I like the Magny-Cours chip because it uses a new platform and will likely be in use for years to come and it has an advantage: the sockets are big! That means AMD can cram more CPU on the chip even if its lithographic process is larger. That means more bang for the buck for a few years, unless Intel comes up with something vastly superior. Magny-Cours has 12 cores already, full cores not that hyperthreading nonsense. And AMD is not really loosing much with bigger chips because there are several new silicon foundries starting up because of increasing demand for solar panels, which brings down the price of silicon for both industries.
You imply that I'm wasting money with getting the i7 980X (not overclockable?), so why not a different i7 chip, since many posts on this board say that the i7 is better for R4 than any AMD chip?
The processor in your recommended system was the AMD Opteron 6128 Magny-Cours 2.0GHz 8 x 512KB L2 Cache. It seems to be 8-core but only 2.0 GHz, so can it compete with a much faster i7 chip?
Also, I think water cooling is tricky to install. I have it in my quad core.
My tournament starts in 9/10 so I don't have too much time to get a system.
http://www.cpubenchmark.net/high_end_cpus.html compares CPUs. On the chart the i7 X980 gets a score of 10,191. The Opteron 6128 gets 5,143. With an average overclock of 4302mhz the i7 X980 gets a score of 13,340. There is a multiple CPU chart http://www.cpubenchmark.net/multi_cpu.html but that and the chart we were just looking at will greatly underestimate the advantage of more cores because most apps make poor use of additional cores. Chess is an exception. Somewhere on this site Vas says what the gain due to more cores is. I can't remember what that is I am guessing it is something like 80%. I would bet that the 5,143 is not accurate when it comes to chess. The jump to 8 cores from 6 will likely be larger for chess. I suspect a 7000 or 8000 for chess but this is pure speculation on my part. Then add 80% of the first to the second and we get anywhere from 12,600 to 14,400. But it is hard to say; if anyone has access to such a machine please run a test! It could be higher. Some of the benchmarks incorporated were likely aided by hyperthreading which does not help Rybka. Just by itself the 8-thread could be up to 9,000 equivalent. If that were true, it in relative performance at chess might be as high as 16,200. But this is pure speculation until we actually get some numbers. I think if you went with the 12-core it would be virtually certain but I think there is a limit for the Fritz interface of 16 if I am not mistaken. I don't think Aquarium has any limit we are likely to reach though. There are faster versions of the 8-core but I doubt the speed-up is going to be worth the extra money.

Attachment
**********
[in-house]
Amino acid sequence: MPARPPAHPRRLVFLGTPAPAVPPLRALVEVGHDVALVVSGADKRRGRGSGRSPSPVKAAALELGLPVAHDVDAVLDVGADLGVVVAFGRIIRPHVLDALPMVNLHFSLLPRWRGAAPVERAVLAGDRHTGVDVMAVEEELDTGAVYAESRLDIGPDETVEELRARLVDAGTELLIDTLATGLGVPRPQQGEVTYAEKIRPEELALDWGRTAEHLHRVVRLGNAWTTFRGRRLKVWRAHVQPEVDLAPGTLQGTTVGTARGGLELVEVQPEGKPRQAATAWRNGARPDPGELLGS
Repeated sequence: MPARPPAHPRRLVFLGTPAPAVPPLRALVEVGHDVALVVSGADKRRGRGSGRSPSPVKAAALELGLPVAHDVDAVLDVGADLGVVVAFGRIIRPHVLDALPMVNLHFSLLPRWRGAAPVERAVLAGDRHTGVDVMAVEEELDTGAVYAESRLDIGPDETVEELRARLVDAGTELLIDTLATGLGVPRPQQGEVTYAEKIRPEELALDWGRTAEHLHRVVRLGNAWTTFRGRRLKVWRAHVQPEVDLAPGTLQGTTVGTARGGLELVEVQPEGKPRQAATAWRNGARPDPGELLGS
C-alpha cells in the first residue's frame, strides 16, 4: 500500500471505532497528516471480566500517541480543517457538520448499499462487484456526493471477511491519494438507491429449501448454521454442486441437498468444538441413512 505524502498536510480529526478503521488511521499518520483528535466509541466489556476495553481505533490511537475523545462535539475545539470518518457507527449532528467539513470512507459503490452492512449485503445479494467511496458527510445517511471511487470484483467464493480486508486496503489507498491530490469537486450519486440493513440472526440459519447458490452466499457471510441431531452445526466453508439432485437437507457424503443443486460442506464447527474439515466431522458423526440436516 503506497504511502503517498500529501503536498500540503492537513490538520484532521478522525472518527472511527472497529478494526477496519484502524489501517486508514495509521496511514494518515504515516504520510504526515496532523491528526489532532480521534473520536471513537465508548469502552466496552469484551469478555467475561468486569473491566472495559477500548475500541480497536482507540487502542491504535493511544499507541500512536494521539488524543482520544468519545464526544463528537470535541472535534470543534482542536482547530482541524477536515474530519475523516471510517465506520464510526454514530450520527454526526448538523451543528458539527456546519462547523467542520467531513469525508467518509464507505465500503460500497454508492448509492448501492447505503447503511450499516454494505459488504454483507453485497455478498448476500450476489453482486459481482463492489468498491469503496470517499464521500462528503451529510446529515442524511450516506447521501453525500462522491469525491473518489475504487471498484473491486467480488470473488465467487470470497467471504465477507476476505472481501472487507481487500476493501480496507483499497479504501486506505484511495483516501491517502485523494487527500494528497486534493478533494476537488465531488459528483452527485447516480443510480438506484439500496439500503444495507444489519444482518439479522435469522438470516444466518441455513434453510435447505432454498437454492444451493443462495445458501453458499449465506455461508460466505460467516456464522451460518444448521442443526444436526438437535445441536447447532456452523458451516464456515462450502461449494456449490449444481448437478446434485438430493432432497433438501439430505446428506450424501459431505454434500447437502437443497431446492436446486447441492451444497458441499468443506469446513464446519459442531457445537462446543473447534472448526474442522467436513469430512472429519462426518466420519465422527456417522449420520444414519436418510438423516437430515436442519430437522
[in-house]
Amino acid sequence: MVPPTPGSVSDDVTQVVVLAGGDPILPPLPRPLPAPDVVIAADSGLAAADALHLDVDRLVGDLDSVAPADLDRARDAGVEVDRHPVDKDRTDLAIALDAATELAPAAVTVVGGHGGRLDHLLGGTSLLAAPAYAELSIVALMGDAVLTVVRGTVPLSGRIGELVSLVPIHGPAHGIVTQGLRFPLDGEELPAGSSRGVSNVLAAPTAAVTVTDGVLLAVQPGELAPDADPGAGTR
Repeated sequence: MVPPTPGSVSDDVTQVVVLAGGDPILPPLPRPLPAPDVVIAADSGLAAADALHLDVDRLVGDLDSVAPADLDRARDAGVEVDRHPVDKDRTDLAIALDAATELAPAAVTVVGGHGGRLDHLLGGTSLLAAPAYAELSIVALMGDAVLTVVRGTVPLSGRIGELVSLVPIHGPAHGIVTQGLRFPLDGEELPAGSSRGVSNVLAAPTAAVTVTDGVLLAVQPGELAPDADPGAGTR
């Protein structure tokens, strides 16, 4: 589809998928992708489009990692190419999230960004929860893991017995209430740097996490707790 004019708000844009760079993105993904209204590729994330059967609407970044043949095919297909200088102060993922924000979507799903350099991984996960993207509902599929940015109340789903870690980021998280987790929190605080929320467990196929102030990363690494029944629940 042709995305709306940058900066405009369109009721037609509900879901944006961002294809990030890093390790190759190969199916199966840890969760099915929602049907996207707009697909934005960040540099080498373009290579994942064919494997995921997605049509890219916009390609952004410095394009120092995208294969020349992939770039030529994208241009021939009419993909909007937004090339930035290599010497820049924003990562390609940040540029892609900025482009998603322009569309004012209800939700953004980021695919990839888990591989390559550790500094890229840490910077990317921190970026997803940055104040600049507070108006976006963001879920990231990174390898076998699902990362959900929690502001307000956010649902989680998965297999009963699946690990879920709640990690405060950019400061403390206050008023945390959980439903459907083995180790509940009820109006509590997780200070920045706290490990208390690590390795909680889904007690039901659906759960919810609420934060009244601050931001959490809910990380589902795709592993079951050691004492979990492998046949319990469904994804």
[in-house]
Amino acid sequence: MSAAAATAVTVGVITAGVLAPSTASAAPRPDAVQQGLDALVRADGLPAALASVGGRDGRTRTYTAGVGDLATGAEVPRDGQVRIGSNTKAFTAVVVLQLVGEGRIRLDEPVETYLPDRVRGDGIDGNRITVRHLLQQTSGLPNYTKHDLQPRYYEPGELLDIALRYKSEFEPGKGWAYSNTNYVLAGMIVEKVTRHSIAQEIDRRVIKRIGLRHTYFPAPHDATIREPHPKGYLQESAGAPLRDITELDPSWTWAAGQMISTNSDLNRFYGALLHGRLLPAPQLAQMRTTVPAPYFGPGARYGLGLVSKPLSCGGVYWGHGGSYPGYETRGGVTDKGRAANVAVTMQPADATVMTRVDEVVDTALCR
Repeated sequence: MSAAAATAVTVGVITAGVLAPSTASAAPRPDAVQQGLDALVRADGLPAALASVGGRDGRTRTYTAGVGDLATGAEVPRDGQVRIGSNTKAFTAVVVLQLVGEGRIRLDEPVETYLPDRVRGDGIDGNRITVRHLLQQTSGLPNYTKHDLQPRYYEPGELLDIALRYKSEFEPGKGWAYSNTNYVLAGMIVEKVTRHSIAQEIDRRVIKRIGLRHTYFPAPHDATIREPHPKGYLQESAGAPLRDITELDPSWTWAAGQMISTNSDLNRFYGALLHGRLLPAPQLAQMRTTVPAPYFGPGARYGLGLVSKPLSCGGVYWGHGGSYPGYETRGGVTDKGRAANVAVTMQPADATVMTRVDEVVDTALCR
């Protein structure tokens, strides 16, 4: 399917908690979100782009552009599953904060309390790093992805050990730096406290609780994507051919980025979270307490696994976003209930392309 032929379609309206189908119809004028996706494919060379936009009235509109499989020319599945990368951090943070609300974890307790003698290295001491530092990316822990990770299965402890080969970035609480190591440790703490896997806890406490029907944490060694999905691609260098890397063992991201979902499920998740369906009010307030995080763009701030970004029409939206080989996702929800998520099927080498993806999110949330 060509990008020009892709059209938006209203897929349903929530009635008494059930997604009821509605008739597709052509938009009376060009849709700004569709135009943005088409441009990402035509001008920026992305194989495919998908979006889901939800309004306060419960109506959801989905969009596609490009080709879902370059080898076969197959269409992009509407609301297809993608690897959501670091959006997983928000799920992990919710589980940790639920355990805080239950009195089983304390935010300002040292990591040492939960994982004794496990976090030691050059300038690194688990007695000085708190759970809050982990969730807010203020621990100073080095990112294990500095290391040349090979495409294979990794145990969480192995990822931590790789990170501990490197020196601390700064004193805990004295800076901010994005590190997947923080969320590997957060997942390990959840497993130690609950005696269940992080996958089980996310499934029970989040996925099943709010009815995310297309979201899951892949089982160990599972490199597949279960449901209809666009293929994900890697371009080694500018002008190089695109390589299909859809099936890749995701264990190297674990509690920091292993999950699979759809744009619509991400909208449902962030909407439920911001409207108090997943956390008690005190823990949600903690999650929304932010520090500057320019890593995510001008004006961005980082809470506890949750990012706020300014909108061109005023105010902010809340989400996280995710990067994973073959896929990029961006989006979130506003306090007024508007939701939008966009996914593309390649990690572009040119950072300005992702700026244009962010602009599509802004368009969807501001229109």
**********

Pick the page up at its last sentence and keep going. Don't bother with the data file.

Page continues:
But in a year when 16-cores or 24-cores come out you can probably get 12s or 16s for another $600 or $1000. That i7 X980...it will probably be left in the dust. But that is just a guess.
I don't know how useful this is but it is as closest to a head to head comparison as I can find: http://www.anandtech.com/show/2978/amd-s-12-core-magny-cours-opteron-6174-vs-intel-s-6-core-xeon/1
There is nothing growing in distilled water. The colored coolants they sell for $9 and more are what cause bacteria growth. They use propylene glycol which is just food for the little buggers.
"Besides cooling system breakdown, biological fouling also occurs. Once bacterial slime starts, the corrosion rate of the system increases. In systems where a glycol solution is maintained on a continuous basis, regular monitoring of freeze protection, pH, specific gravity, inhibitor level, color and biological contamination should be checked routinely. Propylene glycol should be replaced when it turns reddish in color." from Wikipedia http://en.wikipedia.org/wiki/Antifreeze